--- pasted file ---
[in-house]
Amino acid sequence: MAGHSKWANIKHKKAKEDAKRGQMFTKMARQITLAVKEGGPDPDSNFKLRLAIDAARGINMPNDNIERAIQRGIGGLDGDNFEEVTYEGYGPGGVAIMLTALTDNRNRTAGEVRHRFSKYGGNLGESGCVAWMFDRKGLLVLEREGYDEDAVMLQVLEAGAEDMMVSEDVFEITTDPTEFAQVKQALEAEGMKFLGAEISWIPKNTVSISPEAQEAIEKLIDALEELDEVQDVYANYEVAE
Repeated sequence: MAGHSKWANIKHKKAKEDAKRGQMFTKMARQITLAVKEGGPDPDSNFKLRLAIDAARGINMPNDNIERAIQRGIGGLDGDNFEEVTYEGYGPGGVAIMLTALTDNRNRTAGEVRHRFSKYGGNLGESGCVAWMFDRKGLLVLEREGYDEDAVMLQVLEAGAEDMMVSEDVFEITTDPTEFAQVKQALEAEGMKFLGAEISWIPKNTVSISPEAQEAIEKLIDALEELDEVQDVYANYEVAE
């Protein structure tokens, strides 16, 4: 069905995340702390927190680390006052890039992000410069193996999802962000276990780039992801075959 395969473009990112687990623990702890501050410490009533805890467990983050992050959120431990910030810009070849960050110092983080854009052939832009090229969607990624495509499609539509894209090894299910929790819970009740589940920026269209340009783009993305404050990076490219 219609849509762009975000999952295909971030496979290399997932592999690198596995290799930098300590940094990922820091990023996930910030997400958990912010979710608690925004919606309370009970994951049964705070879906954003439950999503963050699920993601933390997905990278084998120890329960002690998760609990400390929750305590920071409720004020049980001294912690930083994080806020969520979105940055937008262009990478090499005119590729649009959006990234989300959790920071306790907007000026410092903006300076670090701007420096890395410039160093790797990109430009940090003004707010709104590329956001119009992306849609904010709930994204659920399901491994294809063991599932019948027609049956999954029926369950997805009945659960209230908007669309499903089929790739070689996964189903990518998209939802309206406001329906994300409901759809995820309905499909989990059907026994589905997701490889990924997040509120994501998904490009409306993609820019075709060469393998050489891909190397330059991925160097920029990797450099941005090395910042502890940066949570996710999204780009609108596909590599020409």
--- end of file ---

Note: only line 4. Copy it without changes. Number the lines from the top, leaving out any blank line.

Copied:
């Protein structure tokens, strides 16, 4: 069905995340702390927190680390006052890039992000410069193996999802962000276990780039992801075959 395969473009990112687990623990702890501050410490009533805890467990983050992050959120431990910030810009070849960050110092983080854009052939832009090229969607990624495509499609539509894209090894299910929790819970009740589940920026269209340009783009993305404050990076490219 219609849509762009975000999952295909971030496979290399997932592999690198596995290799930098300590940094990922820091990023996930910030997400958990912010979710608690925004919606309370009970994951049964705070879906954003439950999503963050699920993601933390997905990278084998120890329960002690998760609990400390929750305590920071409720004020049980001294912690930083994080806020969520979105940055937008262009990478090499005119590729649009959006990234989300959790920071306790907007000026410092903006300076670090701007420096890395410039160093790797990109430009940090003004707010709104590329956001119009992306849609904010709930994204659920399901491994294809063991599932019948027609049956999954029926369950997805009945659960209230908007669309499903089929790739070689996964189903990518998209939802309206406001329906994300409901759809995820309905499909989990059907026994589905997701490889990924997040509120994501998904490009409306993609820019075709060469393998050489891909190397330059991925160097920029990797450099941005090395910042502890940066949570996710999204780009609108596909590599020409």